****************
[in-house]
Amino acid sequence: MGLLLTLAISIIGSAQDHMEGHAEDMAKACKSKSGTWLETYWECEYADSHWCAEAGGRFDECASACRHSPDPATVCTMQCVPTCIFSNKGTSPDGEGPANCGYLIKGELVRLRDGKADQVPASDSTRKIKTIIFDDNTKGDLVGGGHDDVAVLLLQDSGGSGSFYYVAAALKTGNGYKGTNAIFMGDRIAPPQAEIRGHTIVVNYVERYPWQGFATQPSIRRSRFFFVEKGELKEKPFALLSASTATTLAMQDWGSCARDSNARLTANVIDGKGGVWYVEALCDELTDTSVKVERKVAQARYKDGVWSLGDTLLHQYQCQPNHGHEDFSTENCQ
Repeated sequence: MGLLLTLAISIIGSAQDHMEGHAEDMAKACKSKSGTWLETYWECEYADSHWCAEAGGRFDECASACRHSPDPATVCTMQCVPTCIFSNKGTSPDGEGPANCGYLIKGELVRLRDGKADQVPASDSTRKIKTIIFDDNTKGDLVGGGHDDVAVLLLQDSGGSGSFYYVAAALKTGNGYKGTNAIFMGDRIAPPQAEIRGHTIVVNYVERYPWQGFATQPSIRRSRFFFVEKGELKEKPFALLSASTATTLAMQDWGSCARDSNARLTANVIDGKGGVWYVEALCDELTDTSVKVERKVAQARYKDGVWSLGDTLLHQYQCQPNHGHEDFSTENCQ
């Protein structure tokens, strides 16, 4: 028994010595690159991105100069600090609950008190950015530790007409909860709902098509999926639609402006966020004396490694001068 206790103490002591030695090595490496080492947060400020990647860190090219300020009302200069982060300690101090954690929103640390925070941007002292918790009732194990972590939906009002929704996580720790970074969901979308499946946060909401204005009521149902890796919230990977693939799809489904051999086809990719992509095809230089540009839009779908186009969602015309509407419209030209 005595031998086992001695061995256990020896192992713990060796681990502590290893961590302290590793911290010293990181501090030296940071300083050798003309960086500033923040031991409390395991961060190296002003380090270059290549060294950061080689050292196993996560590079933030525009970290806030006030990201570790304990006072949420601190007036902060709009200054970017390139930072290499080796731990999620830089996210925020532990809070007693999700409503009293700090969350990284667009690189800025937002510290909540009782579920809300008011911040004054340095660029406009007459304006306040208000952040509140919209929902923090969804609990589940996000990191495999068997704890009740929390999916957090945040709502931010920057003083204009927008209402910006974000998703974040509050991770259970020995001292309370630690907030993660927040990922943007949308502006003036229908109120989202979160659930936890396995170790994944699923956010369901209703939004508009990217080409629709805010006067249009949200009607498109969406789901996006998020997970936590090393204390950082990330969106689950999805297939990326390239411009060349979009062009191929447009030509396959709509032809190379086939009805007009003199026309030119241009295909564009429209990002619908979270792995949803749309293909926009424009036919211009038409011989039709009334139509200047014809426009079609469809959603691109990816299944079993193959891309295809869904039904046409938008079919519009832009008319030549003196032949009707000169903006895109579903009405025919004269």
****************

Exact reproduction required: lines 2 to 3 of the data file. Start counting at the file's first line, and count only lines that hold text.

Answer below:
Amino acid sequence: MGLLLTLAISIIGSAQDHMEGHAEDMAKACKSKSGTWLETYWECEYADSHWCAEAGGRFDECASACRHSPDPATVCTMQCVPTCIFSNKGTSPDGEGPANCGYLIKGELVRLRDGKADQVPASDSTRKIKTIIFDDNTKGDLVGGGHDDVAVLLLQDSGGSGSFYYVAAALKTGNGYKGTNAIFMGDRIAPPQAEIRGHTIVVNYVERYPWQGFATQPSIRRSRFFFVEKGELKEKPFALLSASTATTLAMQDWGSCARDSNARLTANVIDGKGGVWYVEALCDELTDTSVKVERKVAQARYKDGVWSLGDTLLHQYQCQPNHGHEDFSTENCQ
Repeated sequence: MGLLLTLAISIIGSAQDHMEGHAEDMAKACKSKSGTWLETYWECEYADSHWCAEAGGRFDECASACRHSPDPATVCTMQCVPTCIFSNKGTSPDGEGPANCGYLIKGELVRLRDGKADQVPASDSTRKIKTIIFDDNTKGDLVGGGHDDVAVLLLQDSGGSGSFYYVAAALKTGNGYKGTNAIFMGDRIAPPQAEIRGHTIVVNYVERYPWQGFATQPSIRRSRFFFVEKGELKEKPFALLSASTATTLAMQDWGSCARDSNARLTANVIDGKGGVWYVEALCDELTDTSVKVERKVAQARYKDGVWSLGDTLLHQYQCQPNHGHEDFSTENCQ